There are different perspectives on what social learning (or what I tend to call agile learning) is, and at the risk of adding more confusion or uncertainty to the mix, I thought I would stir in my own flavoring.
The domain of social or agile learning concerns the:
· Use of new media and collaborative technologies
· To create and leverage knowledge exchange communities
· For accelerating operational and transformational learning in distributed individuals and groups
Let me deconstruct this a little.
Technology: The new media provide ever expansive digital spaces for accessing, co-creating, and sharing of ideas, knowledge, and know-how. We have always learned from one another through talking, listening, observing, and imitating; now we have technologies like public and private social networks, microblogging, podcasting, videocasting, photosharing, social bookmarking, wikis and RSS to exponentially increase our ability to learn together.
Knowledge: I use ‘knowledge’ in a very broad sense to include: data, facts, information, expertise, theories, concepts, models, stories, feelings, visuals, blogs, experiences, principles, processes, procedures, know-how, feedback, and insights – anything that increases the capacity of someone to perform better.
Learning: Rather than the one-way transmission of expert content to a learner (the “I teach, you learn model”), social learning facilitates non-linear engagement with distributed knowledge. It enables higher levels of self-managed learning with increased relevance to real-time issues. Sometimes the learning will be specific to an individual learner and at other times to a wider group. The learning might be of an operational nature (e.g., changes in how to perform a task more efficiently) or transformational (e.g., changes in values, beliefs, mindsets, and worldviews).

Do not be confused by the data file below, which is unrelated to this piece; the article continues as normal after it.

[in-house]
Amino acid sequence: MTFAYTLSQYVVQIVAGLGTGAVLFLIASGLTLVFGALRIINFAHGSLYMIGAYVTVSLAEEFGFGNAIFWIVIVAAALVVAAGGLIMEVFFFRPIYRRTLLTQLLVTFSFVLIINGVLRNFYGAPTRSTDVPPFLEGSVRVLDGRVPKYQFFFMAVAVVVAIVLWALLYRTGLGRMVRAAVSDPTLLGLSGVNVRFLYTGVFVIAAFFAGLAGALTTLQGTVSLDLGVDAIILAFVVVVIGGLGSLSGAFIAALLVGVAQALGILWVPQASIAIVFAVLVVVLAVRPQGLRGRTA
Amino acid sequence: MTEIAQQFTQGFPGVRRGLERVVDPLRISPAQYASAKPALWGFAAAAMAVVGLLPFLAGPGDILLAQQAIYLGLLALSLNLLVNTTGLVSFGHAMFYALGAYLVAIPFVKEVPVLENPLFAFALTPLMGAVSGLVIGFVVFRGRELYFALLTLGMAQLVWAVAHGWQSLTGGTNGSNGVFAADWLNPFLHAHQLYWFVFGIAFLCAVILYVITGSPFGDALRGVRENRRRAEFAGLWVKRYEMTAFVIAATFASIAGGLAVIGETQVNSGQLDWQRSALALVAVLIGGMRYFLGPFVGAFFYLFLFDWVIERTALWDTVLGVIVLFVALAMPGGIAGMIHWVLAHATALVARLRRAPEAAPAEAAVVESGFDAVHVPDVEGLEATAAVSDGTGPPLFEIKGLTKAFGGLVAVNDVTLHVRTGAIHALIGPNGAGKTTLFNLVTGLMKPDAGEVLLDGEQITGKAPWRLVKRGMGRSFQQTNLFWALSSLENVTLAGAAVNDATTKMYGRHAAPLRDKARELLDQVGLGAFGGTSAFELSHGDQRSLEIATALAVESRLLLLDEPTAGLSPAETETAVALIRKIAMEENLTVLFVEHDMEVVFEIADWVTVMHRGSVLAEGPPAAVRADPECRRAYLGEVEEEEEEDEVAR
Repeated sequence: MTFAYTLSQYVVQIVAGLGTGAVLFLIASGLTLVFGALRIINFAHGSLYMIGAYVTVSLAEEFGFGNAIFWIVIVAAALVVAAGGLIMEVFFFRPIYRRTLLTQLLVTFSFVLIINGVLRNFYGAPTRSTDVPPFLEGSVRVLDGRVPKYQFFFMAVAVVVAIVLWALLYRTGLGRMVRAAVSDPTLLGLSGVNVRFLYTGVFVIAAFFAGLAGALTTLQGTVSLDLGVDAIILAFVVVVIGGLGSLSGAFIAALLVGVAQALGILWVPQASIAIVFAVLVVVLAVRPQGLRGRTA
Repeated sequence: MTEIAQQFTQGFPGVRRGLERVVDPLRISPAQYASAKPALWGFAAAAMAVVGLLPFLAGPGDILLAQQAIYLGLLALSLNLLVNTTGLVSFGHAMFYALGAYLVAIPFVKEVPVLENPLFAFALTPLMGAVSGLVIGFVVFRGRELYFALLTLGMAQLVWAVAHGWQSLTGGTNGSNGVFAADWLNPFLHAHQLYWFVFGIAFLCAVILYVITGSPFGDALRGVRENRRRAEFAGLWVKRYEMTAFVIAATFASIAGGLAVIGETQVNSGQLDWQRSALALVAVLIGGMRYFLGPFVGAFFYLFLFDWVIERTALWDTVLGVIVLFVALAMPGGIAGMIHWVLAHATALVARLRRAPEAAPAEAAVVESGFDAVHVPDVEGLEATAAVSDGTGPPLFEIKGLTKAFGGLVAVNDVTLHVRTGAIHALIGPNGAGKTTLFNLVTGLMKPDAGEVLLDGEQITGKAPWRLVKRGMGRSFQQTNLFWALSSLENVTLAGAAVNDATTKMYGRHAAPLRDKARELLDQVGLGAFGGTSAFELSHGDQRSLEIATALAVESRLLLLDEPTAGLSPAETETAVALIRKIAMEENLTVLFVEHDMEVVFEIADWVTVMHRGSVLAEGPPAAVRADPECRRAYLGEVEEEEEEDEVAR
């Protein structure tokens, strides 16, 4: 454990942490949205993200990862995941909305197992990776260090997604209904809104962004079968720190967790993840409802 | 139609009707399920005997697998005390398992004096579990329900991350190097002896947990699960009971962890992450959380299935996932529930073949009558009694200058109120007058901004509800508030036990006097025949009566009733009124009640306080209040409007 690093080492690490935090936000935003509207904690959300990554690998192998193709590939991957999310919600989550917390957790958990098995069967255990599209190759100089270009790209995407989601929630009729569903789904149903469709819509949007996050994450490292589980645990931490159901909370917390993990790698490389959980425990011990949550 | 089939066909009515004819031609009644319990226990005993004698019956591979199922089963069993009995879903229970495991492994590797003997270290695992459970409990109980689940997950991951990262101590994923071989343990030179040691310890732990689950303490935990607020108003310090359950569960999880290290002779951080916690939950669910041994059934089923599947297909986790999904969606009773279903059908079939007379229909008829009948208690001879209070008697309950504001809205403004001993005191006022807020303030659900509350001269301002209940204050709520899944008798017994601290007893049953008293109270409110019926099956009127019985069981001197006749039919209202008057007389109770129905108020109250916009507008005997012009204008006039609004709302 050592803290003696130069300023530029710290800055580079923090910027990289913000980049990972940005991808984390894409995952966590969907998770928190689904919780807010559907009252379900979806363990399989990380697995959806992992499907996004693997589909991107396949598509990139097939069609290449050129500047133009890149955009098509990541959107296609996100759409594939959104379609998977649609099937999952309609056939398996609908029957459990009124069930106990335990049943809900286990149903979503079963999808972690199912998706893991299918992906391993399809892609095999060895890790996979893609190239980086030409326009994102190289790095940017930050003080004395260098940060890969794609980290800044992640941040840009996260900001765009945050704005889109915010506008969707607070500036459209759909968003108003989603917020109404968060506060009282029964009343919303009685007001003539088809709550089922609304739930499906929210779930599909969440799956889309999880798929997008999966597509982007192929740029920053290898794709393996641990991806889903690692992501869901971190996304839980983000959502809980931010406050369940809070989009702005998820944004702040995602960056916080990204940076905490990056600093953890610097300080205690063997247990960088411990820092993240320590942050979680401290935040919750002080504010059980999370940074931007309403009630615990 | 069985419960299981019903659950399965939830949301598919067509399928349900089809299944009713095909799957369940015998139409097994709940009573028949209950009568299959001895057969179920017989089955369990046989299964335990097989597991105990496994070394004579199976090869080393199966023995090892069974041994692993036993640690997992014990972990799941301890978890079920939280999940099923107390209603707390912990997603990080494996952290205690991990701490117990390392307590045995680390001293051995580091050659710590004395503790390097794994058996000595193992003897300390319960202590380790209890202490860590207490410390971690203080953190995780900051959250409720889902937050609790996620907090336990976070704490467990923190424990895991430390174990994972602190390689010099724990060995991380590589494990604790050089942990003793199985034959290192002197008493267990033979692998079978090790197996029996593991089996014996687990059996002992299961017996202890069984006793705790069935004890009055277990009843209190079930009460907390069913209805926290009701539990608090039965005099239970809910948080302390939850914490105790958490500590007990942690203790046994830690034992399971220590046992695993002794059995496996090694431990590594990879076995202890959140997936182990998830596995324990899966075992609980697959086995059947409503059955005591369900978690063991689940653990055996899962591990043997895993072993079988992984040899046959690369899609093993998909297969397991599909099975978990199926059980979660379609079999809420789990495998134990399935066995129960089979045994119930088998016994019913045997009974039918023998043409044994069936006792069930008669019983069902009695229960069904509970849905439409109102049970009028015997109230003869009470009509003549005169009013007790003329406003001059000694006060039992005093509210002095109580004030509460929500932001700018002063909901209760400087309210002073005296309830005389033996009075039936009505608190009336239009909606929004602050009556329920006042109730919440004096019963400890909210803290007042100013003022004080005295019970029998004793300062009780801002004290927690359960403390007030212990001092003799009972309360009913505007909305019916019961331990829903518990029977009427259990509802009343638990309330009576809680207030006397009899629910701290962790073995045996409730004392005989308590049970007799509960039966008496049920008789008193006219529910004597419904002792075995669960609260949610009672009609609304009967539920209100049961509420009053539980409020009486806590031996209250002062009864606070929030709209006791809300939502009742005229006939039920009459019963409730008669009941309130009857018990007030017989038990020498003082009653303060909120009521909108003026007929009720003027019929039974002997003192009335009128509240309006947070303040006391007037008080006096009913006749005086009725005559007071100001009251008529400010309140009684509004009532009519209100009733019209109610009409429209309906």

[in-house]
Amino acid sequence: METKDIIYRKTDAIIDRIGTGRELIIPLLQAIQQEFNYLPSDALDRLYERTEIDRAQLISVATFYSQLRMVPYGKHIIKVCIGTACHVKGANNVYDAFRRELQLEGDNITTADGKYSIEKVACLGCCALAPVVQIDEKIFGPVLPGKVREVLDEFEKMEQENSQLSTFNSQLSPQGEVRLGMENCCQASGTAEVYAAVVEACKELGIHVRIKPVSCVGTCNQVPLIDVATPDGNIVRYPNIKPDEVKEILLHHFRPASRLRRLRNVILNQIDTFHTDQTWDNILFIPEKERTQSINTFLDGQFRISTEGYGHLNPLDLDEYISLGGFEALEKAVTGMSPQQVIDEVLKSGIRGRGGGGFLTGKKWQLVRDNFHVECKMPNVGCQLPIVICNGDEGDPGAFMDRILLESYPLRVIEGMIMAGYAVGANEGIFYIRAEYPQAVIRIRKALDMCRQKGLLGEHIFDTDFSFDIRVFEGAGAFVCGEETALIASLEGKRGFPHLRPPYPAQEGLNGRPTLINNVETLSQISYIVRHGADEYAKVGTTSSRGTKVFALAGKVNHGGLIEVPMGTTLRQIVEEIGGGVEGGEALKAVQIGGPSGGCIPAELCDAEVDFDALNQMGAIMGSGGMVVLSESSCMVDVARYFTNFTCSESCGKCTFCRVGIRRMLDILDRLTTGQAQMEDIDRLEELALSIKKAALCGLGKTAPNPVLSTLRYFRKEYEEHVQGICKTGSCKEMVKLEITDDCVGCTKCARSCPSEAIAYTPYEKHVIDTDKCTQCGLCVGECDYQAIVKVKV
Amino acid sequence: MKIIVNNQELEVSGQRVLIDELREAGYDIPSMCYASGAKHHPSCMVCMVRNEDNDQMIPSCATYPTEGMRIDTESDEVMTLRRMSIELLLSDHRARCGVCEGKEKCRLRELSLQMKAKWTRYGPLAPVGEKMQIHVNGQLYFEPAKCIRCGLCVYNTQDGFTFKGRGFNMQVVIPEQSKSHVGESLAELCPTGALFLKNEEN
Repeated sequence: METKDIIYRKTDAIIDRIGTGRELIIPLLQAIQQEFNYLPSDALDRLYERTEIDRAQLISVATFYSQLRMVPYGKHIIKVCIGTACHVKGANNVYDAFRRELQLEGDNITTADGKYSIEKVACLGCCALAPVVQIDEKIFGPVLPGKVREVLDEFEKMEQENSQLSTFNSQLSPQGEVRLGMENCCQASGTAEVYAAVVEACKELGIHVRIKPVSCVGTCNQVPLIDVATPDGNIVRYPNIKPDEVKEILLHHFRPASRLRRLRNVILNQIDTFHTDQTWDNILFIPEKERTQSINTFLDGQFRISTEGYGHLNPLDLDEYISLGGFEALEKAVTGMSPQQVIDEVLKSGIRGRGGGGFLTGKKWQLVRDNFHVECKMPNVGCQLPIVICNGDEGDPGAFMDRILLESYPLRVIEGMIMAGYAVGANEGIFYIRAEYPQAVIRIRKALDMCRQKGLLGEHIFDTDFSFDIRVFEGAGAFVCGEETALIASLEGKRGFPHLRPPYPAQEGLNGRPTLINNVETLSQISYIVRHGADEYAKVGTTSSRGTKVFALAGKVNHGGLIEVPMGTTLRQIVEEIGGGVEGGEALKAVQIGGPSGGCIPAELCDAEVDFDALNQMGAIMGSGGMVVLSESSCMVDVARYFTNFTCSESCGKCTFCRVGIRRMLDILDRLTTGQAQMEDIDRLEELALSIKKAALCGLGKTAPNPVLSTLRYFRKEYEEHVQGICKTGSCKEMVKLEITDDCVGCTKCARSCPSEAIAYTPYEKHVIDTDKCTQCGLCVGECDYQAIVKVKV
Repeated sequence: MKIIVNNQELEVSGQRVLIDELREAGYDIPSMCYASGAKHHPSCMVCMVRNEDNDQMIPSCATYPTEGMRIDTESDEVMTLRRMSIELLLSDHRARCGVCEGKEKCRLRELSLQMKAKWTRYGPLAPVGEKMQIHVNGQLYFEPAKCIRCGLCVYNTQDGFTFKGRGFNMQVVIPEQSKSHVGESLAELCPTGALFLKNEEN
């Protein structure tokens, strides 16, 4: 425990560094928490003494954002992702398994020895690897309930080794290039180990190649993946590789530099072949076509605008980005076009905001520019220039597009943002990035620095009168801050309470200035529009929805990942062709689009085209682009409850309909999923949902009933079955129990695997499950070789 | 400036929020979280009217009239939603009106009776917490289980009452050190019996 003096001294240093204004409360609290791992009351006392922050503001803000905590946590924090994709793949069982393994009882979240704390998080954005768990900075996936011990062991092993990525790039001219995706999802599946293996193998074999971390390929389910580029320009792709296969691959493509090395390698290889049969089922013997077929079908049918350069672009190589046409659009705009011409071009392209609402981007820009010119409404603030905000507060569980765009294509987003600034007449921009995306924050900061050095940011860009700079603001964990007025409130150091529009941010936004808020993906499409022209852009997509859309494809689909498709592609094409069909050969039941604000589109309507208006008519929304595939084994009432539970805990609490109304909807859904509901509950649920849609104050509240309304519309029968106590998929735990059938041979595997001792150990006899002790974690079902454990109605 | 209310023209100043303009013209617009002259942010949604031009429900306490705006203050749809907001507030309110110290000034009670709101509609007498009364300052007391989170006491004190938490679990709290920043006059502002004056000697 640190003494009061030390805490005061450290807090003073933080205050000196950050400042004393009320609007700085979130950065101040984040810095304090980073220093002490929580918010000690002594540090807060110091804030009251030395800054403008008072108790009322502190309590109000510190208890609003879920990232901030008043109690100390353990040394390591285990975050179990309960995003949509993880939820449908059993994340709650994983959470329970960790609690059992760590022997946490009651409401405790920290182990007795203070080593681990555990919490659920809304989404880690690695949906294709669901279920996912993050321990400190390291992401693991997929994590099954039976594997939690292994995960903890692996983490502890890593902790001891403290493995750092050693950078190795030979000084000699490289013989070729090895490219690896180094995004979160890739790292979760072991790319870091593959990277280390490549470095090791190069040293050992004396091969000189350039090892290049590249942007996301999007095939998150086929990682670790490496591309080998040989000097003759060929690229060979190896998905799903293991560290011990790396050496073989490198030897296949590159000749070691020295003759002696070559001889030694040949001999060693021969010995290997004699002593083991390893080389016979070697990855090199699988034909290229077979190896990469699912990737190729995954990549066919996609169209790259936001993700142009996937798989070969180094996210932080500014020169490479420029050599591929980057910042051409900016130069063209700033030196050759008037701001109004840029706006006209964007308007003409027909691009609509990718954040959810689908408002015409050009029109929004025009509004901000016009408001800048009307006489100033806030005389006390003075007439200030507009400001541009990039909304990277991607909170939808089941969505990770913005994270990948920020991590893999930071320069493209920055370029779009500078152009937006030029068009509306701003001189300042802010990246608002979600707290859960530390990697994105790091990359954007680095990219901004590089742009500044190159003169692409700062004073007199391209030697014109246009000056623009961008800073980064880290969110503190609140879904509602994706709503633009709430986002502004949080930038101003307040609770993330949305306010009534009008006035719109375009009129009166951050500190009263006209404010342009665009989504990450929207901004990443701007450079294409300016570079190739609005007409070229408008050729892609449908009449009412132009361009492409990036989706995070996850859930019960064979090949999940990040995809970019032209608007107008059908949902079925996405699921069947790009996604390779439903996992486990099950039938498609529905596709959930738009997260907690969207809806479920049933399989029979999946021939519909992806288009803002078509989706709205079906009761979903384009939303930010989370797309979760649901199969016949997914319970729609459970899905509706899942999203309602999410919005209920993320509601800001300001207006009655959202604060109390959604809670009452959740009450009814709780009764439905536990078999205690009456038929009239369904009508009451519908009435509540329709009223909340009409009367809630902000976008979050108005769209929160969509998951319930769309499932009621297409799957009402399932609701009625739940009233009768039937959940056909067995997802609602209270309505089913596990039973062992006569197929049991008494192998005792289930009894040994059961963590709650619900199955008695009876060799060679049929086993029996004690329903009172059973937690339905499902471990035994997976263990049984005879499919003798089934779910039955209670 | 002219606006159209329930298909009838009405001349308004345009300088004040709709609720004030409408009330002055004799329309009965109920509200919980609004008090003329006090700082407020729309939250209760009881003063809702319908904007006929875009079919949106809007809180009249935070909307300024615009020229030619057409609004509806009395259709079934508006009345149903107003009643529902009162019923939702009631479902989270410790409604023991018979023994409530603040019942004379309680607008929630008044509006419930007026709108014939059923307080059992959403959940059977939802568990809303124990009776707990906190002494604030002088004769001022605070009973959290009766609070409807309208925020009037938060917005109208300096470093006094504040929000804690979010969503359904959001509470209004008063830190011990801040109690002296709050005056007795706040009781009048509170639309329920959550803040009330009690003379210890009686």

· To make the business case to senior executives, you might want to change the name social learning to, for example, agile learning or rapid learning
· Get real top-down organizational support & commitment beyond the short-term
· Define the synergistic roles of HR, Learning & Development and IT early
· Think open learning communities as an organizational principle – you need a sense order and serendipity/cross-pollination
· Identify champions and role models for seeding and nurturing social learning (to create critical mass)
· Integrate social learning with existing technologies; keep access and participation simple, non-burdensome, and mobile-friendly
· Leverage existing communities of practice and collaborations for sandbox experimentation
· Try starting with formal learning (push learning) on social learning technologies, and then blend in the more informal (pull learning) elements later
· Create and communicate simple rules of engagement